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Another economic miracle? The German labor market and the Great Recession

  • Ulf Rinne

    ()

  • Klaus Zimmermann

    ()

Germany’s labor market responded only mildly to the Great Recession. Important factors for this development include the strong economic position due to recent labor market reforms, the crisis affecting mainly export-oriented companies, the extension of short-time work, time buffers due to working time accounts, the behavior of social partners, and automatic stabilizers. We emphasize the important interaction between short-time work and long-term shortages of skilled workers in sectors particularly affected by the crisis. Although Germany’s experience is in stark contrast to the United States, we identify and discuss common challenges at the center of the future jobs debate. Copyright Rinne and Zimmermann; licensee Springer. 2012

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File URL: http://hdl.handle.net/10.1186/2193-9004-1-3
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Article provided by Springer in its journal IZA Journal of Labor Policy.

Volume (Year): 1 (2012)
Issue (Month): 1 (December)
Pages: 1-21

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Handle: RePEc:spr:izalpo:v:1:y:2012:i:1:p:1-21:10.1186/2193-9004-1-3
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  1. Karl BRENKE & Ulf RINNE & Klaus F. ZIMMERMANN, 2013. "Short-time work: The German answer to the Great Recession," International Labour Review, International Labour Organization, vol. 152(2), pages 287-305, 06.
  2. Werner Eichhorst & Klaus F. Zimmermann, 2007. "And Then There Were Four...How Many (and Which) Measures of Active Labor Market Policy Do We Still Need?," Applied Economics Quarterly (formerly: Konjunkturpolitik), Duncker & Humblot, Berlin, vol. 53(3), pages 243-272.
  3. Dolls, Mathias & Fuest, Clemens & Peichl, Andreas, 2010. "Automatic stabilisers and economic crisis: US vs Europe," EUROMOD Working Papers EM2/10, EUROMOD at the Institute for Social and Economic Research.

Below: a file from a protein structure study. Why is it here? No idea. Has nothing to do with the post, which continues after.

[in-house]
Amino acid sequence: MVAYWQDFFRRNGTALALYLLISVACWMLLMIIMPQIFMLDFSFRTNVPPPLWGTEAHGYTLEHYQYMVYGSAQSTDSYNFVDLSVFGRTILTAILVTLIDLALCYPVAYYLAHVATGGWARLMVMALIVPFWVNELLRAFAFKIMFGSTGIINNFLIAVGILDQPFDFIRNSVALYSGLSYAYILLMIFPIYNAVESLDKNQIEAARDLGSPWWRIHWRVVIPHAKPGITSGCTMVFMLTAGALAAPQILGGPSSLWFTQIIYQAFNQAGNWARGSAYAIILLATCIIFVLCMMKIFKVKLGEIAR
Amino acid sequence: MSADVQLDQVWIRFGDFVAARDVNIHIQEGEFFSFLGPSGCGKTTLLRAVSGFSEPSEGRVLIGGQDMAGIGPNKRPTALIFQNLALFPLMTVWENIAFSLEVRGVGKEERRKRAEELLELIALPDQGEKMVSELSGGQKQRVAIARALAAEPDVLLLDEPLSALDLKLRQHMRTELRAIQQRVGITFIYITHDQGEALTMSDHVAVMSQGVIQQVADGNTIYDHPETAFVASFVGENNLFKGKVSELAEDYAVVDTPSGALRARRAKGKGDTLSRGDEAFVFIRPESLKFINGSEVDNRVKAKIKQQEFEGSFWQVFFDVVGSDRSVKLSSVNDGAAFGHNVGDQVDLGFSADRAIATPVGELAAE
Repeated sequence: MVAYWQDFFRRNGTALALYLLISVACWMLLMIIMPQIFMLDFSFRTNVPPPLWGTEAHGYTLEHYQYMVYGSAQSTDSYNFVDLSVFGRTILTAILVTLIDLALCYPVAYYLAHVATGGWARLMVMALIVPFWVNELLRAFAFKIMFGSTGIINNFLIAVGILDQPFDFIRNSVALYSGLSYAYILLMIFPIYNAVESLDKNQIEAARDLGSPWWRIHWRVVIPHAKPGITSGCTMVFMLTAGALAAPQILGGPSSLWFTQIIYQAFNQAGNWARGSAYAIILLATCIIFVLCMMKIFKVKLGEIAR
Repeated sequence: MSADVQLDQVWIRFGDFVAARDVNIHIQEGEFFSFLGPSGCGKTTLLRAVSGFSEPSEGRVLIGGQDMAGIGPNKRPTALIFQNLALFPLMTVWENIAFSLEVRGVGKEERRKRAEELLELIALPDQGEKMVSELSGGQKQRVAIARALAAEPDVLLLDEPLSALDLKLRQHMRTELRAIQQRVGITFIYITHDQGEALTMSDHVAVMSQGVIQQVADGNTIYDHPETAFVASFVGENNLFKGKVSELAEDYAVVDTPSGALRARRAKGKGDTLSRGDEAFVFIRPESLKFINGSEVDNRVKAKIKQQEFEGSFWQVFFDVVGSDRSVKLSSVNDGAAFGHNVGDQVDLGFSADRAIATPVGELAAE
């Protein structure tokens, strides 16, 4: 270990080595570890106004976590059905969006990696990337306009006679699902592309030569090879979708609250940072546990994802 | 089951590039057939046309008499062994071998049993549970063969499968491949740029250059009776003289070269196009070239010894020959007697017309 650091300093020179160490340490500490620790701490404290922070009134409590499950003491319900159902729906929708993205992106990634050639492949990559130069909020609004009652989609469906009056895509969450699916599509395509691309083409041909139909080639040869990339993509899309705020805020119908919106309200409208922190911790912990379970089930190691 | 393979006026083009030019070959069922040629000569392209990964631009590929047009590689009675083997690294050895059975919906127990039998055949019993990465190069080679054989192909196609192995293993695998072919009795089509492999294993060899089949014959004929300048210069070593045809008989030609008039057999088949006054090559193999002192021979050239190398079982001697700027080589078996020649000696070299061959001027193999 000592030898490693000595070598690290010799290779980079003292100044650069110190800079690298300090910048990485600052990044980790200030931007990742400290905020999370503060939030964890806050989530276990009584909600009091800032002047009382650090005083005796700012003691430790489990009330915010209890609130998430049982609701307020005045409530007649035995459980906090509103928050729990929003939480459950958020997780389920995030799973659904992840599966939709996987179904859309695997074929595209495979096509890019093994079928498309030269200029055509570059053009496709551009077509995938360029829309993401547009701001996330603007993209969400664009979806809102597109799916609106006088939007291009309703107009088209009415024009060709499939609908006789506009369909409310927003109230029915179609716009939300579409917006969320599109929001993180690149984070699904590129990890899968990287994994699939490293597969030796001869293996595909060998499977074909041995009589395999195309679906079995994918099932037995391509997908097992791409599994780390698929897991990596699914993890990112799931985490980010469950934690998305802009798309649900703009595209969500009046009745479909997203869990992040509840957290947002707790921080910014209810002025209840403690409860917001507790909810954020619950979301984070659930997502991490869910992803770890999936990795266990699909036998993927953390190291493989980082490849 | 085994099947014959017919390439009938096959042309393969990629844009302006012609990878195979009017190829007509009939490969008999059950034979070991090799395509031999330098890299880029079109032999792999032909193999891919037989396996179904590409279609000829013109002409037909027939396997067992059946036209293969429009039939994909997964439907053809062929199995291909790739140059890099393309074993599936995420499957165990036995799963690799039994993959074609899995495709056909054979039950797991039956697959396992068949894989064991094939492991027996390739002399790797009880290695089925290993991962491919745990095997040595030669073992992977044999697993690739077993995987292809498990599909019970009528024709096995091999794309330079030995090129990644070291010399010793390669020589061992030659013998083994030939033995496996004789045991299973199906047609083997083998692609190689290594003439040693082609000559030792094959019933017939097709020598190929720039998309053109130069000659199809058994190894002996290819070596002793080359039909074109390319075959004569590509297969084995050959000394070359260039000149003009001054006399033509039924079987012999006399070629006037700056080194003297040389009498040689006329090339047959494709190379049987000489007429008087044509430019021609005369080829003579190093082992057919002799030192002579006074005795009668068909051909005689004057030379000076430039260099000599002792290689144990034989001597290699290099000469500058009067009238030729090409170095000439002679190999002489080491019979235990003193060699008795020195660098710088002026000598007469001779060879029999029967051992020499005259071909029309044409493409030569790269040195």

4. Konle-Seidl, Regina & Eichhorst, Werner & Grienberger-Zingerle, Maria, 2007. "Activation policies in Germany : from status protection to basic income support," IAB Discussion Paper 200706, Institut für Arbeitsmarkt- und Berufsforschung (IAB), Nürnberg [Institute for Employment Research, Nuremberg, Germany].
  5. Olga Bohachova & Bernhard Boockmann & Claudia M. Buch, 2011. "Labor Demand During the Crisis: What Happened in Germany?," CESifo Working Paper Series 3625, CESifo Group Munich.
  6. Schneider, Hilmar & Zimmermann, Klaus F., 2010. "Agenda 2020: Strategies to Achieve Full Employment in Germany," IZA Policy Papers 15, Institute for the Study of Labor (IZA).
  7. Cahuc, Pierre & Carcillo, Stéphane, 2011. "Is Short-time Work a Good Method to Keep Unemployment Down?," CEPR Discussion Papers 8214, C.E.P.R. Discussion Papers.
  8. Alan Krueger & Jorn-Steffen Pischke, 1997. "Observations and Conjectures on the U.S. Employment Miracle," Working Papers 769, Princeton University, Department of Economics, Industrial Relations Section..
  9. Olivier Bargain & Herwig Immervoll & Andreas Peichl & Sebastian Siegloch, 2012. "Distributional consequences of labor-demand shocks: the 2008–2009 recession in Germany," International Tax and Public Finance, Springer, vol. 19(1), pages 118-138, February.
  10. Eichhorst, Werner & Marx, Paul, 2009. "Reforming German Labor Market Institutions: A Dual Path to Flexibility," IZA Discussion Papers 4100, Institute for the Study of Labor (IZA).
  11. Christophe Hachon, 2010. "Do Beveridgian pension systems increase growth?," Journal of Population Economics, Springer, vol. 23(2), pages 825-831, March.
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